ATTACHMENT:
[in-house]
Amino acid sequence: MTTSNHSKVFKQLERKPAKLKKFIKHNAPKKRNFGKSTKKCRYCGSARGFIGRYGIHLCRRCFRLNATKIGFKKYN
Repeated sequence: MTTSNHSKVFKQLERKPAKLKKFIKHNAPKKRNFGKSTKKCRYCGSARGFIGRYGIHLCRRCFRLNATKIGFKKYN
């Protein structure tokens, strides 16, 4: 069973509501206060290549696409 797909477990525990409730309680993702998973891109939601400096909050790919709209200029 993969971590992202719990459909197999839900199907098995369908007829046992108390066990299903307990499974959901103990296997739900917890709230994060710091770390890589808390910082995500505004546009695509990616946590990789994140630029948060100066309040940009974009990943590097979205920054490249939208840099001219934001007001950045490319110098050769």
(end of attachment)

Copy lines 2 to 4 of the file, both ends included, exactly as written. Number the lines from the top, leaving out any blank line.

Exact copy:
Amino acid sequence: MTTSNHSKVFKQLERKPAKLKKFIKHNAPKKRNFGKSTKKCRYCGSARGFIGRYGIHLCRRCFRLNATKIGFKKYN
Repeated sequence: MTTSNHSKVFKQLERKPAKLKKFIKHNAPKKRNFGKSTKKCRYCGSARGFIGRYGIHLCRRCFRLNATKIGFKKYN
């Protein structure tokens, strides 16, 4: 069973509501206060290549696409 797909477990525990409730309680993702998973891109939601400096909050790919709209200029 993969971590992202719990459909197999839900199907098995369908007829046992108390066990299903307990499974959901103990296997739900917890709230994060710091770390890589808390910082995500505004546009695509990616946590990789994140630029948060100066309040940009974009990943590097979205920054490249939208840099001219934001007001950045490319110098050769």